German Finance Minister Wolfgang Schäuble has plans to reform the EU and the Eurozone into a more fiscally disciplined bloc with more financial oversight for independent authorities in the wake of the Brexit vote, reports Handelsblatt. A white paper from the German Finance Ministry entitled, “Initiatives after the UK-Referendum,” argues that, “Member States should not be allowed to shirk their responsibilities for a stable budget and growth-friendly structural reforms.”

Proposals include a “rejection law,” which would be introduced for the draft budgets of the Eurozone countries as an incentive for reform, and the implementation of country-specific economic recommendations to be linked to EU structural funds. Furthers proposals include narrowing the European Commission’s role merely to be the ‘Guardian of the Treaties,’ while the monitoring of the budgetary policies of the members states could be taken up by an independent authority.

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Irish and UK leaders will work together for best Brexit outcome, Irish PM says

Irish Taoiseach Enda Kenny yesterday sought to dispel concerns that Brexit would disrupt the peace process between Northern Ireland and the Republic, and said the UK would fight to keep free movement between the two countries. “We’ve had the common travel area since 1922 and the EU itself is involved in the peace process,” Kenny said. The Taoiseach called relations with the UK “stronger than ever before” and said if the UK’s access to the EU single market is cut off, trade with Ireland will suffer.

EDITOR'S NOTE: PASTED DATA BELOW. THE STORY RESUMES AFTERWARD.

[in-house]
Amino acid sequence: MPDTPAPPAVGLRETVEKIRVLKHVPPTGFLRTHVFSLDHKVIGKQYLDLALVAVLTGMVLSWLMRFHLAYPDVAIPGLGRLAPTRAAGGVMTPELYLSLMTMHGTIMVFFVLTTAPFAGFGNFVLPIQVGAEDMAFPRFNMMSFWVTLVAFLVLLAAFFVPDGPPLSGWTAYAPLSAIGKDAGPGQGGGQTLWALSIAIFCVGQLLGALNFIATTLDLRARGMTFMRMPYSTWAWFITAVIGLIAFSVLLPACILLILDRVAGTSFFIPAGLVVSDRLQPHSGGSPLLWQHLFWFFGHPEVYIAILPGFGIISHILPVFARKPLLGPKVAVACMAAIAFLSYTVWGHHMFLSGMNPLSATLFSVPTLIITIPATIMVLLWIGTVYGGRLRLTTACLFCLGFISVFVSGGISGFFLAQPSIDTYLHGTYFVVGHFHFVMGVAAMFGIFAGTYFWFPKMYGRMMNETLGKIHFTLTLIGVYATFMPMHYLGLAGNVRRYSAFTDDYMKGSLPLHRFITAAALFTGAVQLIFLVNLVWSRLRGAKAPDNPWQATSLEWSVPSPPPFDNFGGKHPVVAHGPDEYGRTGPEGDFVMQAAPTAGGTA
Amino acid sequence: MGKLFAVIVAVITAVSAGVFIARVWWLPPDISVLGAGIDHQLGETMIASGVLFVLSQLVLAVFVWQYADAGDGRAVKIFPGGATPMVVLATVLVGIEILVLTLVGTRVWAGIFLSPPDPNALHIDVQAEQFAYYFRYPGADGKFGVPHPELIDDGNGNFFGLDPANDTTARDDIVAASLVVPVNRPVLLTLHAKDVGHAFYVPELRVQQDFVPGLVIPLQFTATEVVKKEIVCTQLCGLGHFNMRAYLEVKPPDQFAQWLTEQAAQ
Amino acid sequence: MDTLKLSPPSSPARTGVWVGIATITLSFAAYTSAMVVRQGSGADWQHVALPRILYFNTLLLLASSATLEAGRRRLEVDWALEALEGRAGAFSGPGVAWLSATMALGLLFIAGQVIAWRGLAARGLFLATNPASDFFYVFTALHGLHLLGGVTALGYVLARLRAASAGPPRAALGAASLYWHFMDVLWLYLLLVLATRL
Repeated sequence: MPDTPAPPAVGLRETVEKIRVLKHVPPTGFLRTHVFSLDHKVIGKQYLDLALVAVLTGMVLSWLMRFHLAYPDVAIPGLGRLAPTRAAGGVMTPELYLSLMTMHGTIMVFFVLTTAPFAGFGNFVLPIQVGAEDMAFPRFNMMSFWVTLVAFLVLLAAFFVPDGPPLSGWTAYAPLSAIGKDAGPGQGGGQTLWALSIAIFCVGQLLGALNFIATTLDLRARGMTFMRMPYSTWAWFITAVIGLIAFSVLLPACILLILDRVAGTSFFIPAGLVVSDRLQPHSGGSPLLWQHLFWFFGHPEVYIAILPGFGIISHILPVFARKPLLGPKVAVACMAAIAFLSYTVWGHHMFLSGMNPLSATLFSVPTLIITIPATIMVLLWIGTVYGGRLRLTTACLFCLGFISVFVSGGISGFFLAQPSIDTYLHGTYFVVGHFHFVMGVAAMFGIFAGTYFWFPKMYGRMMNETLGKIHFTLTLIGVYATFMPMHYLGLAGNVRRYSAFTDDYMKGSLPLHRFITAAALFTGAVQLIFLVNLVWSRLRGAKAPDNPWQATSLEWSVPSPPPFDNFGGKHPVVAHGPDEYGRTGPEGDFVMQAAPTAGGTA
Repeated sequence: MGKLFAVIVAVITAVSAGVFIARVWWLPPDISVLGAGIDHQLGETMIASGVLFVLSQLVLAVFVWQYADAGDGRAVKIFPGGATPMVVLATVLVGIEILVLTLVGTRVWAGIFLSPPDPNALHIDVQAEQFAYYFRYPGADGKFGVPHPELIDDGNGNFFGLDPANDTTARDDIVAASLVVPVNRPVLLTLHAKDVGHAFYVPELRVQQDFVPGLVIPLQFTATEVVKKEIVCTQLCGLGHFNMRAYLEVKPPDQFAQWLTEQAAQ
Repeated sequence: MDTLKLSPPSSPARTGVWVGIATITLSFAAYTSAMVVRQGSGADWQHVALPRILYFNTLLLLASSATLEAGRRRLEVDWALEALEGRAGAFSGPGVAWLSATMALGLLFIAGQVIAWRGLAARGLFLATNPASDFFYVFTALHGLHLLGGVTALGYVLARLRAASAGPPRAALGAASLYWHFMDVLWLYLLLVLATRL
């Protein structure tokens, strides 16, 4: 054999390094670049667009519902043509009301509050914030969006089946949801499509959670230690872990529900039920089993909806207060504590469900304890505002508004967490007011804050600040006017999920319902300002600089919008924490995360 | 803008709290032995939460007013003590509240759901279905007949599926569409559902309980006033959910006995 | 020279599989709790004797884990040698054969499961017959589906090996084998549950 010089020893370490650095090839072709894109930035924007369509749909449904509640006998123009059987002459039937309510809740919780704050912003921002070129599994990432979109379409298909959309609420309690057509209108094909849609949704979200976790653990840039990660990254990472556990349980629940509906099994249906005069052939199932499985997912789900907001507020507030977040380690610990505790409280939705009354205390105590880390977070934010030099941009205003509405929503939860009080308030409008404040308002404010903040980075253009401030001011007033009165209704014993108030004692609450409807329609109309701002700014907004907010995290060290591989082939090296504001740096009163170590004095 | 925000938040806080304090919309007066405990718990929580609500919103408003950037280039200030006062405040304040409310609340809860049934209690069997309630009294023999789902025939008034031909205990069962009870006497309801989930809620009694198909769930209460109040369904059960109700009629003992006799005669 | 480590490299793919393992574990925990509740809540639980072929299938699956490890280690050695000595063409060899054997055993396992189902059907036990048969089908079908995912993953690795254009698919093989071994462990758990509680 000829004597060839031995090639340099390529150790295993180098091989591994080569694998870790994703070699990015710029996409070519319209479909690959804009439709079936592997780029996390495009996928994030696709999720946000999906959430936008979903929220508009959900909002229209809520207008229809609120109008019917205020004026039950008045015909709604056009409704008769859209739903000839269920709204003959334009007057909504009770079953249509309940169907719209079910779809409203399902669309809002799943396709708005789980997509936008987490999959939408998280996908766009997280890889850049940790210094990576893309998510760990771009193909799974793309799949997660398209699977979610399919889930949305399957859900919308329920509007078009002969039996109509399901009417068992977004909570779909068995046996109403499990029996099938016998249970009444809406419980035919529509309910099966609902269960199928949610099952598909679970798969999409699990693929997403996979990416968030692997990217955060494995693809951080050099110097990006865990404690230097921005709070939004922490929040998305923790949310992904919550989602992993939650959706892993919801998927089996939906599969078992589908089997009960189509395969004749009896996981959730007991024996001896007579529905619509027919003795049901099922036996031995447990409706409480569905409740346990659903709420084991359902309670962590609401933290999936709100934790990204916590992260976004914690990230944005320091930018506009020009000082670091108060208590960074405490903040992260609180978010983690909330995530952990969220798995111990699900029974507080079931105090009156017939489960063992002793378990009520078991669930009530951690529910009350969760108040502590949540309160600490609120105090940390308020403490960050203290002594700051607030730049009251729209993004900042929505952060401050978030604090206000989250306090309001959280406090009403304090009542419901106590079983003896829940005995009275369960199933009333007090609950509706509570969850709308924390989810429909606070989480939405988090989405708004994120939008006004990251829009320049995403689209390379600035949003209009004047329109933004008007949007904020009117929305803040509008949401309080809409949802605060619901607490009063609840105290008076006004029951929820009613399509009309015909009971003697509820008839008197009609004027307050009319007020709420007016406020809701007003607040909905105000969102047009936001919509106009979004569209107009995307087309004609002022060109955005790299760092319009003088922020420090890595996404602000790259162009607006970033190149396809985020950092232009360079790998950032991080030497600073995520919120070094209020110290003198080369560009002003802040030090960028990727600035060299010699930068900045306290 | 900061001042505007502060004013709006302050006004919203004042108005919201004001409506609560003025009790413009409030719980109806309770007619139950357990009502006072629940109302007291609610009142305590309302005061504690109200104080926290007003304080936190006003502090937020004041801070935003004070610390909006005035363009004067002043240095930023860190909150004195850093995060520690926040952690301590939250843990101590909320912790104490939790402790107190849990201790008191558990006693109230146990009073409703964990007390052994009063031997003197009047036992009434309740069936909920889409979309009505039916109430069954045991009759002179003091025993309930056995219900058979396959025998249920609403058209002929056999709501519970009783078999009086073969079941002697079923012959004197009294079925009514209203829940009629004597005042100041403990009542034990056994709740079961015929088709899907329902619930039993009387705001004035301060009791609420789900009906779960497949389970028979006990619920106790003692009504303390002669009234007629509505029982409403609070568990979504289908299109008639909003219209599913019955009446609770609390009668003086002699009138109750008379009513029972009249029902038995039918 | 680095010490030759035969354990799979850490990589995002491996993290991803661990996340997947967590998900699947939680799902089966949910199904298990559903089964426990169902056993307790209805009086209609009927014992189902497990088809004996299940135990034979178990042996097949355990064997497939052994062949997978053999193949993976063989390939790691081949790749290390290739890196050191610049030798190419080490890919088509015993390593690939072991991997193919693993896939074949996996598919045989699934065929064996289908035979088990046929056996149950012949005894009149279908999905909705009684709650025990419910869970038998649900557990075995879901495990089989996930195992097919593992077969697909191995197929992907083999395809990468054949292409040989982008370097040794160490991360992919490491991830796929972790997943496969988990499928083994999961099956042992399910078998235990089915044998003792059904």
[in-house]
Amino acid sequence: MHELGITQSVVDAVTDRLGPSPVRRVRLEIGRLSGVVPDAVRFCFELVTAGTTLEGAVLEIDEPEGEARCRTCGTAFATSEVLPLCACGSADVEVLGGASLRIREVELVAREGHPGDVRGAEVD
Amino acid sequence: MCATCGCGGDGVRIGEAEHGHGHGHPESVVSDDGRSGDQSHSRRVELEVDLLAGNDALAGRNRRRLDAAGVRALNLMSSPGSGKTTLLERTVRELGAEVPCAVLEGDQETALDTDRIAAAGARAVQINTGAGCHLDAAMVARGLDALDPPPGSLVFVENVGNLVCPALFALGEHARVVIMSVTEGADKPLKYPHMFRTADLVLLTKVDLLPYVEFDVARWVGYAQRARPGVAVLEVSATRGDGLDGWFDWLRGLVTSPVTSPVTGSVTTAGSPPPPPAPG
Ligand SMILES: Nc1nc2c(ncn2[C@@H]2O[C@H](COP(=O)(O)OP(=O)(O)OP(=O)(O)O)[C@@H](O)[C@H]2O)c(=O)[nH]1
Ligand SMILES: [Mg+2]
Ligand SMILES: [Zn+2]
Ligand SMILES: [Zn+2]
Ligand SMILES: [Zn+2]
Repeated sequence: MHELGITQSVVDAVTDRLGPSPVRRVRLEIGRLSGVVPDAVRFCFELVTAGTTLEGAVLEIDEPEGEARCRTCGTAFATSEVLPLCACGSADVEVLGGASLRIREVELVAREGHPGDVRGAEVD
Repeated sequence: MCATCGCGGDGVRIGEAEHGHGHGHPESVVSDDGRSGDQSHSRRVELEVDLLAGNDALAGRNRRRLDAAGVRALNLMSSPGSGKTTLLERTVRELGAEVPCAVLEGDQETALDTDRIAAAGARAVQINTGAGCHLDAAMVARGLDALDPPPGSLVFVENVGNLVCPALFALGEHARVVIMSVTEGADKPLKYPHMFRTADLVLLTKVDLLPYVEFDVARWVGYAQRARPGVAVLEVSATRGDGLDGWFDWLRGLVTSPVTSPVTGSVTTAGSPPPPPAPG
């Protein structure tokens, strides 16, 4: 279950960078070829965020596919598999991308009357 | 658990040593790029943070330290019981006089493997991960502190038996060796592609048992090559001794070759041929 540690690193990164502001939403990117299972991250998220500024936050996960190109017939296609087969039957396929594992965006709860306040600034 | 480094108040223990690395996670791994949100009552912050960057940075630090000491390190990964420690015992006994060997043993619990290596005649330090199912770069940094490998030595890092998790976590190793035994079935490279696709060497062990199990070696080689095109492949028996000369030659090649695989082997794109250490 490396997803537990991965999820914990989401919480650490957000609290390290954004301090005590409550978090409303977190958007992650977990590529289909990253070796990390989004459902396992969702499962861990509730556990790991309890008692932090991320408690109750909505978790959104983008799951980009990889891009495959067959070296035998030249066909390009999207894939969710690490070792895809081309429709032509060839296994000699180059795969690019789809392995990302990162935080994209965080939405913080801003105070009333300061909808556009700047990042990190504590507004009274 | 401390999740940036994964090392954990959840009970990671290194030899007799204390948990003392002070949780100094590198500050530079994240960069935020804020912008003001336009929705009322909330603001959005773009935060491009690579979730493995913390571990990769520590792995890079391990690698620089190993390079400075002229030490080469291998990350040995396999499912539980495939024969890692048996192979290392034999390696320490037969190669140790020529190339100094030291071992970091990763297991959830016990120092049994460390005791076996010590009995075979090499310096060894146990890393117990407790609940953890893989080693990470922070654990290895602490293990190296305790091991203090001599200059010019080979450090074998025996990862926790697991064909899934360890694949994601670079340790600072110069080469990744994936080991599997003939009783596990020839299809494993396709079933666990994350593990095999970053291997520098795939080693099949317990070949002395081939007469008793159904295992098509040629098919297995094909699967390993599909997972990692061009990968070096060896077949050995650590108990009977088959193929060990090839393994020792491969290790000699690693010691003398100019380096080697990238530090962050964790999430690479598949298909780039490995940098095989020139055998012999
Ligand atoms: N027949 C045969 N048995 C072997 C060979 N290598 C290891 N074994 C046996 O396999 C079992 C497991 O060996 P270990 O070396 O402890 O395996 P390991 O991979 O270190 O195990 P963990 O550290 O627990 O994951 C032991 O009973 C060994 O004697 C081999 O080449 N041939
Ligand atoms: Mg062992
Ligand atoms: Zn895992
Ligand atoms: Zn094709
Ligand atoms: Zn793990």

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John Kerry suggests Brexit could be reversed

The US Secretary of State John Kerry raised the prospect yesterday that Brexit could be reversed, The Times reports. He was asked at a conference in Aspen whether the Brexit decision could be “walked back” and if so how. “I think there are a number of ways,” he said. “I don’t, as secretary of state, want to throw them out today. I think that would be a mistake.” Reflecting on where Brexit left Britain on the world stage, Kerry added: “Do I think that Britain’s role has somehow been diminished? No, I think it’s been changed. That doesn’t mean we won’t miss that voice within the context of the EU. I personally will regret that Britain is not going to be at that table when there is a US-EU dialogue.” Meanwhile, US President Barack Obama warned that Brexit raises “longer-term concerns about global growth.”